Skip to content

Australian State Wants Age Of Responsibility Raised To 14

This comes amid reports the nation’s attorneys-general are preparing to increase the age of responsibility from 10 to 12.

CANBERRA, Australia — Australia’s New South Wales children under 14 should not be imprisoned, more Indigenous people should be appointed as judges, and the police watchdog should fully investigate all deaths in custody.

Those are some suggestions made in a new report aimed at tackling high levels of Indigenous incarceration, tabled in the New South Wales parliament on April 15.

The parliamentary committee’s findings were published on the same day as the 30th anniversary of the landmark 1991 report of the Royal Commission into Aboriginal Deaths in Custody.

Many of the royal commission’s recommendations have never been implemented, but the Minister of Parliaments behind the new report hopes their work will prompt real action.

“While many witnesses and stakeholders in the inquiry process are rightly concerned that this report will be just one of many that will be left on the shelf to gather dust, we believe that this report provides the opportunity to bring about important changes for First Nations peoples,” Adam Searle, committee chair of Labor Party said.

Of the 39 recommendations, only four failed to achieve consensus from all five committee members, representing the Liberal, National, Labor, Greens, and One Nation parties.

The suggestion that the age of criminal responsibility should be raised to at least 14 to keep kids out of the criminal justice system was supported by all except Rod Roberts, One Nation Party.

It comes as the nation’s attorneys-general reportedly prepares to raise the age from 10 to 12.

The Law Enforcement Conduct Commission should take on a new brief of investigating deaths in custody, aided by senior First Nations staff, to which all agreed. The current oversight system is marred by distrust and fragmentation, the committee found.

Judges and police should also consider a person’s Aboriginality when deciding whether to grant bail, the report recommends. Mark Speakman, Attorney-General, should consider appointing significantly more First Nations people to the judiciary claims.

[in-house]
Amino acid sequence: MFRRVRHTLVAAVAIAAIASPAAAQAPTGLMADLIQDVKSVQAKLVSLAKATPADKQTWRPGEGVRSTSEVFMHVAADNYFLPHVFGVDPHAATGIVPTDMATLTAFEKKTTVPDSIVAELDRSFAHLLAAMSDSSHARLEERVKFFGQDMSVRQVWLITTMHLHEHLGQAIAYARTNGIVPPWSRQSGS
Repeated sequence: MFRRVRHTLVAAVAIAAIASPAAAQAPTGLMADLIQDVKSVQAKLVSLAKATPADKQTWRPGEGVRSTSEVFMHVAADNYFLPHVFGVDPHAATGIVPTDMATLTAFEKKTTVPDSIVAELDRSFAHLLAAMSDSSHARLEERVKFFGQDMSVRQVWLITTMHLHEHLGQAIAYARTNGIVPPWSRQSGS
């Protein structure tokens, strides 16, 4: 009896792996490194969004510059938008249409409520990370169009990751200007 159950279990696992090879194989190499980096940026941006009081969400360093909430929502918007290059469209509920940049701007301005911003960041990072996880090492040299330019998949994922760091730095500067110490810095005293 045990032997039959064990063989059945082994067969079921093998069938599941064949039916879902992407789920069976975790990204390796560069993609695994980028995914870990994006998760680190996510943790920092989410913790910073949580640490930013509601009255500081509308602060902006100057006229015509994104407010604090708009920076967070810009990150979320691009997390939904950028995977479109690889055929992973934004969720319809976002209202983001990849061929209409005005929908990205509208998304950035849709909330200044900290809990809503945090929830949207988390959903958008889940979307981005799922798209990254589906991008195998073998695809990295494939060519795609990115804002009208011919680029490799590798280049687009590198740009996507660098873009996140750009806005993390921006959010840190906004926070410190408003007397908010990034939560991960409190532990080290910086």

Offensive language should not be a crime unless there is intimidation or a threat or near a school. The report also recommends better health screening and services in prisons.

Indigenous people are “grossly over-represented” in the New South Wales criminal justice system, making up a full quarter of the prison population despite representing just three percent of the general population.

40 percent of all adults refused bail, and 18 percent of adults facing court charges are Aboriginal.

The Aboriginal prison population has climbed 37 percent in the six years to February 2020, and there has been an alarming increase in First Nations women in custody.

New South Wales AG Mark Speakman has been urged to consider appointing more Indigenous people to the judiciary. (Joel Carrett/AAP Image)

The committee heard from families of those who died in custody, who reported difficulties with the coronial process, and how they were informed of the death of their loved ones.

The politicians were “alarmed” to learn that families had not been provided with counseling in the aftermath of deaths.

They want a separate inquiry into the coronial system and the implementation of the 1991 royal commission’s 339 recommendations.

“The fact that governments around Australia, including here in New South Wales, no longer report on the implementation of the royal commission recommendations, and the fact that so many remain unfulfilled, shows that New South Wales and the country have lost their way on this pressing issue,” Searle said.

“The live question is whether we have the will to find our way back.”

(Edited by Vaibhav Vishwanath Pawar and Pallavi Mehra)

Recommended from our partners